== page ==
And voila, you have made your own guava paste!
Choosing the Right Cheese
The cheese is a whole different story. The traditional Brazilian recipe uses a variety of soft, white and salty cheese known as queijo minas. This is a special type of cheese native to Brazil, and is prepared in the region of Minas Gerais.
Not only is this variety of cheese difficult to get a hold of in the United States, but the salty taste also might not appeal to the typical American palette, especially when contrasted with the sweet taste of the guava paste. So instead, you may choose a variety of Mexican cheese.
Alternatively, you can coat the guava paste with a layer of cheese cream to tone down the contrast between the salty and the sweet.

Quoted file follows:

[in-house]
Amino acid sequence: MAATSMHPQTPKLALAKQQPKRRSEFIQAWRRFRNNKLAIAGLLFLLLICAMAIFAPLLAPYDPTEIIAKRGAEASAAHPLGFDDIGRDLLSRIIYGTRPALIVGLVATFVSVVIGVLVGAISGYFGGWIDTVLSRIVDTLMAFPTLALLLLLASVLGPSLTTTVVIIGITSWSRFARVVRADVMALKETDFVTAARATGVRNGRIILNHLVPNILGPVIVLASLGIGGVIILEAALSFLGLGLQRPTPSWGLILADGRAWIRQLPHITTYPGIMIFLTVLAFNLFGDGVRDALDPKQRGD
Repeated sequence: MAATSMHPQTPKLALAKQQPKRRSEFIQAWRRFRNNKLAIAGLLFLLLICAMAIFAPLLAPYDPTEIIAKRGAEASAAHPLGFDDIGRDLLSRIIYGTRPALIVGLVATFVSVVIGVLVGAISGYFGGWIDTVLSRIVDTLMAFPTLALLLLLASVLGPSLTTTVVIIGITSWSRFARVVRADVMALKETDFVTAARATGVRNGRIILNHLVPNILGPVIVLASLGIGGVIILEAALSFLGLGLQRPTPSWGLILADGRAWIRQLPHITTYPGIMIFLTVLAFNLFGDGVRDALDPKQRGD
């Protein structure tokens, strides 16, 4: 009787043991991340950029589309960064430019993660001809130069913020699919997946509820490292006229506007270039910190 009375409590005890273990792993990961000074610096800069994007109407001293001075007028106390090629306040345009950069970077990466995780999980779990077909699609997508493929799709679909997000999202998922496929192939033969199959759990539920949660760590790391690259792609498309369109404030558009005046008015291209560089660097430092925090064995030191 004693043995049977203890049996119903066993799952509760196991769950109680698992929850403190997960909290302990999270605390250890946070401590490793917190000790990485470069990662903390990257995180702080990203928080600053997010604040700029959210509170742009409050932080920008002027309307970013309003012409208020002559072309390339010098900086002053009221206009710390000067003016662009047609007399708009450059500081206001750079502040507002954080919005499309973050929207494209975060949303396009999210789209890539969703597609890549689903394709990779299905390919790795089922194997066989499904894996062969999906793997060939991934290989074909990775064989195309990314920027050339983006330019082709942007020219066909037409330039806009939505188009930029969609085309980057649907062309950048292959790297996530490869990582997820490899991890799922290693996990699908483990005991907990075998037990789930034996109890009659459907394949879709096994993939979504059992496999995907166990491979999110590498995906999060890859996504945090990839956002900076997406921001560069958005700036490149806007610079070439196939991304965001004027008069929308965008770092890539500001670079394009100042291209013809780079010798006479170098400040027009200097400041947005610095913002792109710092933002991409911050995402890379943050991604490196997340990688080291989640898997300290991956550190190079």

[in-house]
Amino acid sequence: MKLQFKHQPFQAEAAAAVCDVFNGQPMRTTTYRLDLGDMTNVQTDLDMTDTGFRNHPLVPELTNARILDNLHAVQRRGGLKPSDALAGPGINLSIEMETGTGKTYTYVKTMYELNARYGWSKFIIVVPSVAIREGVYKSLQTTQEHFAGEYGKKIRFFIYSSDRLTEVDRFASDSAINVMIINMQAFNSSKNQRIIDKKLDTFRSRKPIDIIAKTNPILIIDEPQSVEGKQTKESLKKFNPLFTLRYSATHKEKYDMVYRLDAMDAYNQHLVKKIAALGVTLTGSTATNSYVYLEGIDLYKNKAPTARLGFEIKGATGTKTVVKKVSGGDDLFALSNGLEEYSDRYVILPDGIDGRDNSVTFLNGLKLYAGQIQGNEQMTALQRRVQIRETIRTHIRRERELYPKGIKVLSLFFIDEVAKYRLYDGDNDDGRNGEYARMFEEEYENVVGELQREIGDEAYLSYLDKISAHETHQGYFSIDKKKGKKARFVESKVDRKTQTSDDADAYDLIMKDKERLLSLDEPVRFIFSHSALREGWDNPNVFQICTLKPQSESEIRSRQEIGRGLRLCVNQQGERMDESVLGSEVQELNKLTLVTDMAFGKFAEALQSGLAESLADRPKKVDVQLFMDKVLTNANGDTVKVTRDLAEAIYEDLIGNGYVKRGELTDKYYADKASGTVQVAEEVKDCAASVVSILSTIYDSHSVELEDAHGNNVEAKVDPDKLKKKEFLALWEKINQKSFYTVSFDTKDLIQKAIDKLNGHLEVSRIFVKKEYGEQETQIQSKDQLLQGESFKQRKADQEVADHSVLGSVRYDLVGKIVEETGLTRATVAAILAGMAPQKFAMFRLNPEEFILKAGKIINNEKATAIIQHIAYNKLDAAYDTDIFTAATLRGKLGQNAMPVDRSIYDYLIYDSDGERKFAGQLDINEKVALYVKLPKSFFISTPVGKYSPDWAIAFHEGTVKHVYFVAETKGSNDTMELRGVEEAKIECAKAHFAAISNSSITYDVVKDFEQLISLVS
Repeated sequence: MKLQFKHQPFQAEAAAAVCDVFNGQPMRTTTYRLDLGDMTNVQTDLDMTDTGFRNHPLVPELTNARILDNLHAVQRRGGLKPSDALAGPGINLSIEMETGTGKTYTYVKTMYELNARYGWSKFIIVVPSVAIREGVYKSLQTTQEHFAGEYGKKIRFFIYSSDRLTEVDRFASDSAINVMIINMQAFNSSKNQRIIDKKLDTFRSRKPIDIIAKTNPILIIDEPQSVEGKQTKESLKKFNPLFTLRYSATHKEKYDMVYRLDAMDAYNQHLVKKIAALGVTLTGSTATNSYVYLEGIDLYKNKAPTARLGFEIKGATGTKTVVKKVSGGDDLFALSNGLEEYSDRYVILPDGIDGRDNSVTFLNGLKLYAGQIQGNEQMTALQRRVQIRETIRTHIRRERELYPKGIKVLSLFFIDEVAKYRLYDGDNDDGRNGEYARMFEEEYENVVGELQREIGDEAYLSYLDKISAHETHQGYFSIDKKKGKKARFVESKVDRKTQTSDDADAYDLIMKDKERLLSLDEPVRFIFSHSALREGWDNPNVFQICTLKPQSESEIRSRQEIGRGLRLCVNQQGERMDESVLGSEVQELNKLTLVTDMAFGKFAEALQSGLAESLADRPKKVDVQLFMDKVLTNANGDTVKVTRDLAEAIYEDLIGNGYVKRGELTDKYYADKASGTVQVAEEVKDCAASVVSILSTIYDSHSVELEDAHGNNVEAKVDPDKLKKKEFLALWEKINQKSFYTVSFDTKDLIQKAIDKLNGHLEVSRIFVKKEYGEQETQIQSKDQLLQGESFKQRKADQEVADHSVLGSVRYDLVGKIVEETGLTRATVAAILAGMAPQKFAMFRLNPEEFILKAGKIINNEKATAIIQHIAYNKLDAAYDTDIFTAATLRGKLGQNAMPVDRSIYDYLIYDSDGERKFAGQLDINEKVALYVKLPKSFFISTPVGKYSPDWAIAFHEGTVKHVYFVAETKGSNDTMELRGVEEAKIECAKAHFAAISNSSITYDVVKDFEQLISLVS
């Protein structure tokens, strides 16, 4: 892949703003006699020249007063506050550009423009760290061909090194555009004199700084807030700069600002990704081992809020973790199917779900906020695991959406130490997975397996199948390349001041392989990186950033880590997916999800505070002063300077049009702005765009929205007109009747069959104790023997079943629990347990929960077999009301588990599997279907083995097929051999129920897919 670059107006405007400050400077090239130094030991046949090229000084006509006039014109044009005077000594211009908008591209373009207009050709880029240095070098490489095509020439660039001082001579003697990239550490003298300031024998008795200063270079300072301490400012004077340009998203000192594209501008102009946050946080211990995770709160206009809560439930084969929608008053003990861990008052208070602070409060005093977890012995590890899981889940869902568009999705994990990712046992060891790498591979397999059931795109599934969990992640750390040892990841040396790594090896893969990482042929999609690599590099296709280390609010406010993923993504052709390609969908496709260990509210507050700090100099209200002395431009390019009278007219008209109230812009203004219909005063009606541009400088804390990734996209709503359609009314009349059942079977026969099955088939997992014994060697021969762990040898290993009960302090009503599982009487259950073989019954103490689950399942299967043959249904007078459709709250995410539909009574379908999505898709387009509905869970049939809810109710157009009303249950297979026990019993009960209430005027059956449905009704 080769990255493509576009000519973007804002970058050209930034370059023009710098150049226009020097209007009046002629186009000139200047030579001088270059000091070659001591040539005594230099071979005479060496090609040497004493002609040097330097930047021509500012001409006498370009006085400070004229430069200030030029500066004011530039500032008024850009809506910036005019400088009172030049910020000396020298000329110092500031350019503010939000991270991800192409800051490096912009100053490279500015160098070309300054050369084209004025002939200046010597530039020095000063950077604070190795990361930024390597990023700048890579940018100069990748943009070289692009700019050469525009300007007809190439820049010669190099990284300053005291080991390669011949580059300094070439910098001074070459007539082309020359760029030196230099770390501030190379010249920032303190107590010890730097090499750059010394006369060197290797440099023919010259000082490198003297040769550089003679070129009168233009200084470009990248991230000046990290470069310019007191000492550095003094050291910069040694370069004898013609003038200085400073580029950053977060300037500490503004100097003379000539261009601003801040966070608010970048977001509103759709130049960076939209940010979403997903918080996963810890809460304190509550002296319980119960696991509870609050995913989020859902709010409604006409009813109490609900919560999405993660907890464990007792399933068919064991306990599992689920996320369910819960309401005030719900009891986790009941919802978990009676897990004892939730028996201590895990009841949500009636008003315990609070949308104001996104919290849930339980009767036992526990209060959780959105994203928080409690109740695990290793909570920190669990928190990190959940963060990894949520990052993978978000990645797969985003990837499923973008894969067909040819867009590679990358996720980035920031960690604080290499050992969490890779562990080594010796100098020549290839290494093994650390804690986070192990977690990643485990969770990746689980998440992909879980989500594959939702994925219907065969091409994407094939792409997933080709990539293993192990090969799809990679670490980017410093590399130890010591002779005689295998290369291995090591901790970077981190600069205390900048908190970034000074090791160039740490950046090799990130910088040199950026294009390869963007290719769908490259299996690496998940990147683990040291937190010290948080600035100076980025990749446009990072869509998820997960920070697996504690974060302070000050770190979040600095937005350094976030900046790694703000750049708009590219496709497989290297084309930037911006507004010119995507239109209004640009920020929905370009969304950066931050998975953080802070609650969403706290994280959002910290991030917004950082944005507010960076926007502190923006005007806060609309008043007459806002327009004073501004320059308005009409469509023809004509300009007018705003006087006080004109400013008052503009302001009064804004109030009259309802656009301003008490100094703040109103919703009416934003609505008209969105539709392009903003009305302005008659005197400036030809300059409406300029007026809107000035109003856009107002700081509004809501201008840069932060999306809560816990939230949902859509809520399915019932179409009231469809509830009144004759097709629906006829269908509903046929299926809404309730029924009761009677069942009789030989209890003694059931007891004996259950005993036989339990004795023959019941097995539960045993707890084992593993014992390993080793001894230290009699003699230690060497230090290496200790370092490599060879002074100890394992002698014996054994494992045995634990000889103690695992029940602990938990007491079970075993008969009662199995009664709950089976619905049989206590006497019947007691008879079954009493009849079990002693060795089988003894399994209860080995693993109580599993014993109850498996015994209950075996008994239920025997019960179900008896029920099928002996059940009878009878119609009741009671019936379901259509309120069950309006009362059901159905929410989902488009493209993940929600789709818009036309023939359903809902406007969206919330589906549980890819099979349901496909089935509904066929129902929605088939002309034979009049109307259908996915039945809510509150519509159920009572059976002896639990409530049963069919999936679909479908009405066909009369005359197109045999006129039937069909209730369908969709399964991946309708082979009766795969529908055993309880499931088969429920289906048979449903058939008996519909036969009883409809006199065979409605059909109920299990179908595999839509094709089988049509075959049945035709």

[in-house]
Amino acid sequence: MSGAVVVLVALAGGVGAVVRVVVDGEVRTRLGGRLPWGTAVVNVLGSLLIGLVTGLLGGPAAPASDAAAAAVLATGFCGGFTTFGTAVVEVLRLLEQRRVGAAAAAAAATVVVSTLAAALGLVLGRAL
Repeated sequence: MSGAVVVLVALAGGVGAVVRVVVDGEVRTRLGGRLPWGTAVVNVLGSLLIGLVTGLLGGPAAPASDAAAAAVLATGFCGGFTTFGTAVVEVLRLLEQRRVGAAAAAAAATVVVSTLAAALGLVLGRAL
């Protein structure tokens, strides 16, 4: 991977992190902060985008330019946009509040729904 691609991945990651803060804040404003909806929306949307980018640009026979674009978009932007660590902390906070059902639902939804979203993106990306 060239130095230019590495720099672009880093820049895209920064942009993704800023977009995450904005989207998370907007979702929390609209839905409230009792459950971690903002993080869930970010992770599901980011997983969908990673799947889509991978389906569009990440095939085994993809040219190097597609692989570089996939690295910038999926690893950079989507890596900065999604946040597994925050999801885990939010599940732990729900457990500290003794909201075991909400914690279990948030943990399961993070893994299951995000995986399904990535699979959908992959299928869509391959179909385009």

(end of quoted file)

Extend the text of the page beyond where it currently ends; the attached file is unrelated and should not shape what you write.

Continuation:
Romeu e Julieta could be the perfect snack/appetizer for your gathering. The recipe is simple, and the preparation takes less than 15 minutes. And the contrast between the salty taste of the cheese and the sweet taste of the guava paste is bound to surprise the American palettes of your guests. But rest assured, the taste will grow on them.
Traditionally, the recipe asks for a variety of salty cheese known as queijo minas. If that is hard to get by where you live, you can choose a variety of Mexican white cheese like the Queso Fresco (or Queso Blanco, if you want to tone down the contrast).
Once you taste Romeu e Julieta, it will come as no surprise that the combination of ingredients is a marriage made in heaven!
For more delicious foods from Brazil, check out 19 Best Brazilian Foods You Have To Try Right Away!
- Atlas Obscura: Romeu e Julieta
- Global Table Adventure: Brazilian Romeo and Juliet | Romeu e Julieta
- Curious Cuisiniere: Romeu e Julieta (Brazilian Romeo and Juliet)